PHARMA/POLICY: Medicaid gets screwed over on best price, Ignagni fibbing again.

A little while ago I sat through a webcast starring my favorite factually challenged health plan lobbyist. Karen Ignagni said this about the costs of pharmaceuticals for Medicaid that are now bought instead by the private plans working under Part D:

"I’m hearing shock from (state) Medicaid directors that we’re getting better prices than they are"

At the time I postulated this

Ignagni is either lying here
(or massively overstating the truth from a few anecdotes), or going to
find a few men in sharp suits from the rich part of K street funded by
big Pharma coming down to see her carrying baseball bats.

You see, Medicaid plans get from pharma manufacturers
what’s known as “best price”. In other words if they give a better
price to another customer, they also have to give that price to
Medicaid. Medicaid is still of course buying its drugs for its
non-Medicare dual eligible population. The drug companies know this, so
I doubt that what she’s saying is true. But if it is true that
Ignagni’s health plan members are getting a better price than the
states are, then the states can go back to the pharma manufacturers to
get a better rebate — oh, and also prosecute Pharma companies for fraud
over not giving them best price, as has happened many times.

And today writing in the New York Times Milt Freudenheim has picked on the issue, which he calls  a Windfall From Shifts to Medicare. So was Ignagni telling the truth? Were the prices that Medicaid is now paying for its drugs via Part D lower than they were paying under the best price regime? Well take a wild guess.

Under that program, as it turns out, the prices paid by insurers, and eventually the taxpayer, for the medications given to those transferred are likely to be higher than what was paid under the federal-state Medicaid programs for the poor.

McLellan is also quoting the line that Part D is getting better prices, but the article has a raft of evidence suggesting that the drug companies think they’re doing better, and the states are being asked to return more under the "clawbacks"–the amount they are being billed as they no longer have to provide drugs for the dual eligibles–than if they’d maintained their own programs. Several states are suing the Feds about that.

Meanwhile, I still think that they ought to be able to go to the drug companies and get "best price" for the rest of their Medicaid drugs (unless someone can tell me they have an exemption under the law). Which I guess in the end may make this a wash, if the drug companies have to provide even cheaper Medicaid drugs.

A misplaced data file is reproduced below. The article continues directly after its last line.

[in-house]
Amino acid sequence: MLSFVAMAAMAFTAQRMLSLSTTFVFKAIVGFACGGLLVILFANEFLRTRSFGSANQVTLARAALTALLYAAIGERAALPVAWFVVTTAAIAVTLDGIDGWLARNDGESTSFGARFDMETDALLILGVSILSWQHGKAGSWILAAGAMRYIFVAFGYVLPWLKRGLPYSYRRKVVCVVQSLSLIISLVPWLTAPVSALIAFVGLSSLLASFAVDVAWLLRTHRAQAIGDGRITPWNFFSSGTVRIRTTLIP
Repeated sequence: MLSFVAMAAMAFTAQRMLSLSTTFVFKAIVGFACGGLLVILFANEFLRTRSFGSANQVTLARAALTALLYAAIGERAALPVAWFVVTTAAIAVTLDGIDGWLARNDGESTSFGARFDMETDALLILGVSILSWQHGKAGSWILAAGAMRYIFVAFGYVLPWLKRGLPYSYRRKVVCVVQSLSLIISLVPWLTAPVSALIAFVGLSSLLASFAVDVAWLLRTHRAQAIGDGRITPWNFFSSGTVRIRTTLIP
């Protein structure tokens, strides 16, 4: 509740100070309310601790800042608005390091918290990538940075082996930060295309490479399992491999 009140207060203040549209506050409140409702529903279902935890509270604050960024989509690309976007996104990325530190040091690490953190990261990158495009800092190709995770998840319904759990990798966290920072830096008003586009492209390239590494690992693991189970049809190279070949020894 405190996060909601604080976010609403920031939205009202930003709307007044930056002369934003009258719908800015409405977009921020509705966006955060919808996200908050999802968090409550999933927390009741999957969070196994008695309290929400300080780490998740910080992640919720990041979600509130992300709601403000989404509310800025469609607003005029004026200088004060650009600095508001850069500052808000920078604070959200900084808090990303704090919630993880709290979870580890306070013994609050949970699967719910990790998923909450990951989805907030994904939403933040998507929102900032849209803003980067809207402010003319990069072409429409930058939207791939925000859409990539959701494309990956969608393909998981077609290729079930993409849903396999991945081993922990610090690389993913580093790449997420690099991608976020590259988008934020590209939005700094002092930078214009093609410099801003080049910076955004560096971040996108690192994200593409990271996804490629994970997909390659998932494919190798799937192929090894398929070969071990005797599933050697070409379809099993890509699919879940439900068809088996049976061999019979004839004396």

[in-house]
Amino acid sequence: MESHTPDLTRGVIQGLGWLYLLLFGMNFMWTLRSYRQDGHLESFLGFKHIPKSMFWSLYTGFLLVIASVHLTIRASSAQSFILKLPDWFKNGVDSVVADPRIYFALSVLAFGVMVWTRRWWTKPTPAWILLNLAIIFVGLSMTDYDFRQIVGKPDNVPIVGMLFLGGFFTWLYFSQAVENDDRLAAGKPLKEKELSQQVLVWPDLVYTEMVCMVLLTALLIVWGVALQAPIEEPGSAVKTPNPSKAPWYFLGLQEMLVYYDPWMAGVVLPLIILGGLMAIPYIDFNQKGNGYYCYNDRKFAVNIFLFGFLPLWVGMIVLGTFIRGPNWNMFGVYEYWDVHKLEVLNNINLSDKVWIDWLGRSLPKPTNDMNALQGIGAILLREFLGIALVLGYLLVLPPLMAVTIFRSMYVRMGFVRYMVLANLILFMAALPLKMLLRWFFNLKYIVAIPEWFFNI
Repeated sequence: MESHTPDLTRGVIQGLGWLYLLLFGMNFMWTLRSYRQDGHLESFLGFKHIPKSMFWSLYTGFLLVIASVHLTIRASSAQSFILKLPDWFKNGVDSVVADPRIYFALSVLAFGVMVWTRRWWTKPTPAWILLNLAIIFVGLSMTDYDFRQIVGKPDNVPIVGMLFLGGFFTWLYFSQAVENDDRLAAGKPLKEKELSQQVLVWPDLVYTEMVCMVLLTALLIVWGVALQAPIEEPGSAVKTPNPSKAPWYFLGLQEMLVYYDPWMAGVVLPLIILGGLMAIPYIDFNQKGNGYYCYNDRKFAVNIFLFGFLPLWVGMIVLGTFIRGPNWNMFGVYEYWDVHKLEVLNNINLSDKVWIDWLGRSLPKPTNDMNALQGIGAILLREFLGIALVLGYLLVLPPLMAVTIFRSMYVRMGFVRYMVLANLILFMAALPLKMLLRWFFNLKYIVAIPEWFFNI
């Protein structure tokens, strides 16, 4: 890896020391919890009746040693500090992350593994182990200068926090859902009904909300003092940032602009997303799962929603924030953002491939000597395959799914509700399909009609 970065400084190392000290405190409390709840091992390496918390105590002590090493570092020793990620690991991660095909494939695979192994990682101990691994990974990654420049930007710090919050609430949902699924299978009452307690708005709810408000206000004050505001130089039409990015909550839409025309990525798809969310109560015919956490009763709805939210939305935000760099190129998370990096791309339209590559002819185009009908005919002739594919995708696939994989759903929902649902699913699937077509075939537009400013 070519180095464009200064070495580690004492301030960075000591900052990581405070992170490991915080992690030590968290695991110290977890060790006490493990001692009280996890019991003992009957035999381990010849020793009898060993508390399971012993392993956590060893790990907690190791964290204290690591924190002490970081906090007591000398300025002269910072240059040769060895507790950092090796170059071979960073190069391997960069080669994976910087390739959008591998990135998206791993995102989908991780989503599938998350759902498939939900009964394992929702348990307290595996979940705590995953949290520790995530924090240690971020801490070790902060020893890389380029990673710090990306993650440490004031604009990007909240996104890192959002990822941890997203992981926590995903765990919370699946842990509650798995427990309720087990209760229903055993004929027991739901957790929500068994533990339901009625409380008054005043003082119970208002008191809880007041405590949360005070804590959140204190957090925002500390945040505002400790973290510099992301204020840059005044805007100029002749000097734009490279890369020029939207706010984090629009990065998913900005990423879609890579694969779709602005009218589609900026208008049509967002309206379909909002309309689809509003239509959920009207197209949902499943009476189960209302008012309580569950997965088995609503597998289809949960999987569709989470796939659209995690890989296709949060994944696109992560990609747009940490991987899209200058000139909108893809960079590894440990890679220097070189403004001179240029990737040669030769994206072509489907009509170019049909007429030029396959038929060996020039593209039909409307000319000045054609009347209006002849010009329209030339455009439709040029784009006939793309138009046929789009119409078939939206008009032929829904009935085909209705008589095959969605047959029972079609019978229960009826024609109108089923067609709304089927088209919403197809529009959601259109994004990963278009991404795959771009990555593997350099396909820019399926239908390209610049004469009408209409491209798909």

But for now it’s just more evidence that Part D is a windfall for drug companies and health plans, and that AHIP’s President has been caught being extremely economical with the truth. Not exactly news, I know.

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3 replies »

  1. I was just on the Consumer Health World blog & they actually got newt Gingrich to post about his plan for reforming Medicaid. I think he might be on the right track with his vision for the diabled (poor, elderly, etc).

  2. There are a number of misperceptions in your statement that need correcting. First and foremost, there is a missing link in your argument–the retail pharmacy. State Medicaid programs pay the retailer for a drug and then get a rebate from the manufacturer. While the manufacturer rebates may or may not be higher for the Medicaid programs, Part D plans have done a substantially better job of wringing savings out of the retailer. Thus, the net price of the drug, taking into account both the manufacturer rebate and the negotiated retail discount could indeed be lower than the price given to Medicaid programs.
    Additionally, while Medicaid gets best price, Part D is exempt from setting best price. That’s one of the reasons that Part D plans are getting higher rebates under Part D than they have gotten for commercial business.
    Importantly, the overall result may be that plans may end up with higher rebates for their commercial business. The rational is that in the past drug companies were hesitant to break “best price” since it would force them to then match that price for all Medicaid business nationally. Since Medicaid was roughly 15% of all sales, this “penalty” could be significant. Now, since the duals have shifted to Medicare for their drug benefit, Medicaid is probably around 5% of drug industru sales. Thus, if a pharmaceutical company breaks best price, the resulting penalty is small. PBMs and HPs know this and will use it as leverage to increase their commercial rebates.
    One other note about this supposed windfall. Certainly, some companies that were heavily dependent on Medicaid sales will experience some modest upside; conversely, many new enrollees in Part D come from the cash world where they payed full price. Now, pharma comapnies pay rebates for drugs purchased by these patients. This mitigates the windfall to some degree. Finally,HP and PBMs are just beginning to take advantage of their increased negotiating power which will likely rein in net drug costs over the next few years.

  3. How can we expect to get anything close to the truth from the same inusurers, let alone this “secrecy is everything” administration, benefiting from Part D. This is one big taxpayer scam designed to turn tax dollars into Republican campaign donations. The irony is the Bush Admin. thinks that exporting this corrupt, “politics for money” democracy will free oppressed people around the world.